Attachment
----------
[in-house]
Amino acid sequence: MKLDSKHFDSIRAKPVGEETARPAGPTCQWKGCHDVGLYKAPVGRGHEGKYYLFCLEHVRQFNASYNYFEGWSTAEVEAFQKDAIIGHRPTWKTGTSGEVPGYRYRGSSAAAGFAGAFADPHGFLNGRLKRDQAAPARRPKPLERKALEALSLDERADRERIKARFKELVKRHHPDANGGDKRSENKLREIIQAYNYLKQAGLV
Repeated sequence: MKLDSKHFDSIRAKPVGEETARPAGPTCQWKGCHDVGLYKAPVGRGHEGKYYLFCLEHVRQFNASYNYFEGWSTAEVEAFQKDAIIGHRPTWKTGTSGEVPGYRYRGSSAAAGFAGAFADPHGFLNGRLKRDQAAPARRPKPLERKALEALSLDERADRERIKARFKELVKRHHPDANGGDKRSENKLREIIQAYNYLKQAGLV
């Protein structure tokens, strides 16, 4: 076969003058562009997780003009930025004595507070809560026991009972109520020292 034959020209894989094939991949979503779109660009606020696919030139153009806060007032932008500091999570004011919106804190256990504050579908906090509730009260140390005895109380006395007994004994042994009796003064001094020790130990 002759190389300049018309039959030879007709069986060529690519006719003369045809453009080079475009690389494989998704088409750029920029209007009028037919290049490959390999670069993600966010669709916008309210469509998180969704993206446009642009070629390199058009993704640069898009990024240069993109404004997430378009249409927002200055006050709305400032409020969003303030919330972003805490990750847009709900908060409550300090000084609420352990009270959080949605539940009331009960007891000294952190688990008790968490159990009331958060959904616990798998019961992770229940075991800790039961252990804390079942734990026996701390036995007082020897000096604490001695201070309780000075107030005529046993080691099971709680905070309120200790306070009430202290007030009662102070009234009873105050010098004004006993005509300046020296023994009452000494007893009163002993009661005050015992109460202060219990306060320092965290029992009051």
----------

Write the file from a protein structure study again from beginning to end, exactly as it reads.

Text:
[in-house]
Amino acid sequence: MKLDSKHFDSIRAKPVGEETARPAGPTCQWKGCHDVGLYKAPVGRGHEGKYYLFCLEHVRQFNASYNYFEGWSTAEVEAFQKDAIIGHRPTWKTGTSGEVPGYRYRGSSAAAGFAGAFADPHGFLNGRLKRDQAAPARRPKPLERKALEALSLDERADRERIKARFKELVKRHHPDANGGDKRSENKLREIIQAYNYLKQAGLV
Repeated sequence: MKLDSKHFDSIRAKPVGEETARPAGPTCQWKGCHDVGLYKAPVGRGHEGKYYLFCLEHVRQFNASYNYFEGWSTAEVEAFQKDAIIGHRPTWKTGTSGEVPGYRYRGSSAAAGFAGAFADPHGFLNGRLKRDQAAPARRPKPLERKALEALSLDERADRERIKARFKELVKRHHPDANGGDKRSENKLREIIQAYNYLKQAGLV
């Protein structure tokens, strides 16, 4: 076969003058562009997780003009930025004595507070809560026991009972109520020292 034959020209894989094939991949979503779109660009606020696919030139153009806060007032932008500091999570004011919106804190256990504050579908906090509730009260140390005895109380006395007994004994042994009796003064001094020790130990 002759190389300049018309039959030879007709069986060529690519006719003369045809453009080079475009690389494989998704088409750029920029209007009028037919290049490959390999670069993600966010669709916008309210469509998180969704993206446009642009070629390199058009993704640069898009990024240069993109404004997430378009249409927002200055006050709305400032409020969003303030919330972003805490990750847009709900908060409550300090000084609420352990009270959080949605539940009331009960007891000294952190688990008790968490159990009331958060959904616990798998019961992770229940075991800790039961252990804390079942734990026996701390036995007082020897000096604490001695201070309780000075107030005529046993080691099971709680905070309120200790306070009430202290007030009662102070009234009873105050010098004004006993005509300046020296023994009452000494007893009163002993009661005050015992109460202060219990306060320092965290029992009051």